It’s that time of year again: the time of holiday parties, Christmas cards to write, shopping to do (even online…at work!), vacations, family commitments, and more stress. It is no wonder that a recent survey by Accountemps found that 44% of executives feel employees are less productive the week before a major holiday.
While this may be true, there are ways that we as leaders can counteract all of the distractions and stress and help people be as productive now as at any time of the year. Following are some suggestions to keep the focus and results high as the bells ring louder and the shopping days disappear. Rather than avoiding the challenges or denying the distractions the season offers, <b>ESCAPE</b> the problems by applying the suggestions below.
Expect good results. Set high expectations and you will typically get great results. Set low ones and you’ll get the matching results too. As a leader, one of your responsibilities is to set clear expectations and goals for others. However successful you have been at communicating and gaining understanding on these expectations, the holidays require some additional expectation setting. Give people a sense of where they are on their annual goals, and encourage them to finish the year strong. As you set and reinforce these expectations, remember to give people the support and resources they need to succeed. And of course, lead by example. Have high expectations of yourself to finish the year strong.
Share spirit. While some people have a bit of a cynical, stressed out, scrooge attitude towards the holidays, most find their spirits lifted and thoughtfulness is at an annual high. Encourage people to show their spirit and sense of goodwill when communicating with others inside the organization. Even more importantly, encourage those sales people, Customer Service professionals and others who communicate with Customers to use that holiday good cheer in their interactions. Customers will notice and everyone wins.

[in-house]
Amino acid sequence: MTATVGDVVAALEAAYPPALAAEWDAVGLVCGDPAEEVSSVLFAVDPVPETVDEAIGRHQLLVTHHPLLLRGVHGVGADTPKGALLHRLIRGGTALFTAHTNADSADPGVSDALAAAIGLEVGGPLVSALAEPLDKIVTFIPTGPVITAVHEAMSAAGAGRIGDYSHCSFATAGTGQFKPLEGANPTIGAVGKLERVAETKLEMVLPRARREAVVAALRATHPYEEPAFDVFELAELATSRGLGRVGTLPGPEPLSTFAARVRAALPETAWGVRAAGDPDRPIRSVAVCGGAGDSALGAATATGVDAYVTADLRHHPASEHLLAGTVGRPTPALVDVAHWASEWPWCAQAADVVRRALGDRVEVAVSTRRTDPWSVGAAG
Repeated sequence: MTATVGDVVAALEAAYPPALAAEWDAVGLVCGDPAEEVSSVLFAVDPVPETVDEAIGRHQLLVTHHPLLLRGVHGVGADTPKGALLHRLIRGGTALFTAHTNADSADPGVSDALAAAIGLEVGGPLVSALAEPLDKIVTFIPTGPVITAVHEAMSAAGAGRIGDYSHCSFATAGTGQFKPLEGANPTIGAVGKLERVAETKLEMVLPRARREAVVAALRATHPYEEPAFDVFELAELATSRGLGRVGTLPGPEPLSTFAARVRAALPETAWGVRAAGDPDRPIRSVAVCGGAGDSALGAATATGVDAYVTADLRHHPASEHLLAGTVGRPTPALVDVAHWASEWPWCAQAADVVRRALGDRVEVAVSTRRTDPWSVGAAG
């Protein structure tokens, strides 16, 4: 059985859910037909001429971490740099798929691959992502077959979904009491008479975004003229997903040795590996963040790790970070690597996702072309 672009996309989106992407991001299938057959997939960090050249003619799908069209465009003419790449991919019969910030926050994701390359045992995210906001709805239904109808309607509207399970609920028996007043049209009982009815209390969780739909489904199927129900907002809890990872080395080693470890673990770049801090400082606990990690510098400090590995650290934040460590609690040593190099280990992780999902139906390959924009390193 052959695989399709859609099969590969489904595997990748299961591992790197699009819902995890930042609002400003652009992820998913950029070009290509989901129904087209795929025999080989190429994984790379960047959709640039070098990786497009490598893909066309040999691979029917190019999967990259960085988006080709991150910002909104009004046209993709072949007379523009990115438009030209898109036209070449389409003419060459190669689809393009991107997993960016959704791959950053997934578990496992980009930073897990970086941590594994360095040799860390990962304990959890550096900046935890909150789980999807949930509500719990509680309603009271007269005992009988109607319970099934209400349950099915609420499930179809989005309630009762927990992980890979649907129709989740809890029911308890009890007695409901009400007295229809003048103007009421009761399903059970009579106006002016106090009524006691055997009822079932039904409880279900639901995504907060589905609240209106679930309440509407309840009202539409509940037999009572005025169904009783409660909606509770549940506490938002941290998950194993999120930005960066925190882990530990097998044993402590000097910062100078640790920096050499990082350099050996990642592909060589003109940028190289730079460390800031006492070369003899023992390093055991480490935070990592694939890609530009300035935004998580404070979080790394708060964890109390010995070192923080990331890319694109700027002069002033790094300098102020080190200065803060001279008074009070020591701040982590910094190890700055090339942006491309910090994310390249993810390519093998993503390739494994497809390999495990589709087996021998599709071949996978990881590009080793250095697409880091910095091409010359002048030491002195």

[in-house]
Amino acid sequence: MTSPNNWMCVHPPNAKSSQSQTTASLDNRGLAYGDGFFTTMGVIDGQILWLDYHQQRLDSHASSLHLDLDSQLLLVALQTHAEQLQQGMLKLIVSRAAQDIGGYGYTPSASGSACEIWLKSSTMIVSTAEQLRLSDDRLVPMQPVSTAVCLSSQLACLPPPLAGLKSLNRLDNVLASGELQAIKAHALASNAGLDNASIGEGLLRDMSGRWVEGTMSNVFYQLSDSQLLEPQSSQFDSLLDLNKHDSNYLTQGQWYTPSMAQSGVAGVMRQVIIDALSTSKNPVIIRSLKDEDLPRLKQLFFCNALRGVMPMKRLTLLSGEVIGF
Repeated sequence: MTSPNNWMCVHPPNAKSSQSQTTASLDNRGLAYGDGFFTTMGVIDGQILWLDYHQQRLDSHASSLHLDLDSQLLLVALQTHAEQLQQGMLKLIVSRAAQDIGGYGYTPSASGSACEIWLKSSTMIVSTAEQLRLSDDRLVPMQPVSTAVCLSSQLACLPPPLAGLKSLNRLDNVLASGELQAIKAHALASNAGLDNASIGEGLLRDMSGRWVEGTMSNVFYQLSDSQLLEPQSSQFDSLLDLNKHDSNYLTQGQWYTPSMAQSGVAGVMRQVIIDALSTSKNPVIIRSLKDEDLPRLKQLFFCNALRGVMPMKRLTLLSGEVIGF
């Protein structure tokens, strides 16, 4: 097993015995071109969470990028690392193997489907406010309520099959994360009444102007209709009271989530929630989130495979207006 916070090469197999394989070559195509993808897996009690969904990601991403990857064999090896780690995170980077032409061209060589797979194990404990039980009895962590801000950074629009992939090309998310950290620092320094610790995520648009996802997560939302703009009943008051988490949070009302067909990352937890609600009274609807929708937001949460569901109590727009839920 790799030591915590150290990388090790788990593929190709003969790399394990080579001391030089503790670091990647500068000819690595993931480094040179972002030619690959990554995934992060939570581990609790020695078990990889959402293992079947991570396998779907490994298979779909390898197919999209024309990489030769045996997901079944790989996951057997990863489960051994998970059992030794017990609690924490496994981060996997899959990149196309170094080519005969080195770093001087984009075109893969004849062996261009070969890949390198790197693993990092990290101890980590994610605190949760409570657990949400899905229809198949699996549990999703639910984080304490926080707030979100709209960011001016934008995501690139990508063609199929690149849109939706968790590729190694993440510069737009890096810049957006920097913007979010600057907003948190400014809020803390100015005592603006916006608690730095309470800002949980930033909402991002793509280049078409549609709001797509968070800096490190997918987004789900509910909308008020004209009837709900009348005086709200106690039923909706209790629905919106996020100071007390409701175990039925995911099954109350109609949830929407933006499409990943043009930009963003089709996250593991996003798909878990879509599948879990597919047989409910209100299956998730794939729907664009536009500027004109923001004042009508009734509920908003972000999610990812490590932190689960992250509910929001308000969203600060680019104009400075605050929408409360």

Celebrate! You probably have a holiday party at a restaurant or hotel, which is great. But consider doing an on-site workday event too. There are many options -“Secret Santa”, a white elephant gift exchange, or daily afternoon holiday snack break with different people bringing things each day are just three suggestions. A little time spent here can help build relationships, bring people closer together and focus them on their work for the rest of the day and week. Make sure to let people who are interested in these kinds of events plan them – don’t delegate it to the unwilling or overworked because it won’t have the same results.
Acknowledge the challenges and distractions. Let people know that you realize the holidays are a tough time of year to stay focused. Share your shopping and social calendar with them, so they understand that you feel the seasonal stress that they feel too. When people know you understand their situation, you gain credibility when talking about expectations and year end goals.
Present positive anticipation for the New Year. Give people something to look forward to. Get them excited about a target or project that will make a real difference early in the New Year. Giving people this forward focus will help the focus now, but will really help people past the doldrums that can come after January 1.
Engage outside your organization. Take the lead by organizing a group to lead a toy campaign, contribute to a food drive, or better yet, do something as a team in the community. Your group will feel proud of their efforts, pleased that their organization supported and encouraged the activity, and the team will improve their relationships which has a long term impact on team health and productivity.
These suggestions individually can help you navigate the holiday season more effectively. Taken together, however, they will help you ESCAPE the pitfalls and make December a valuable and productive close to the year and a jump start to the new one.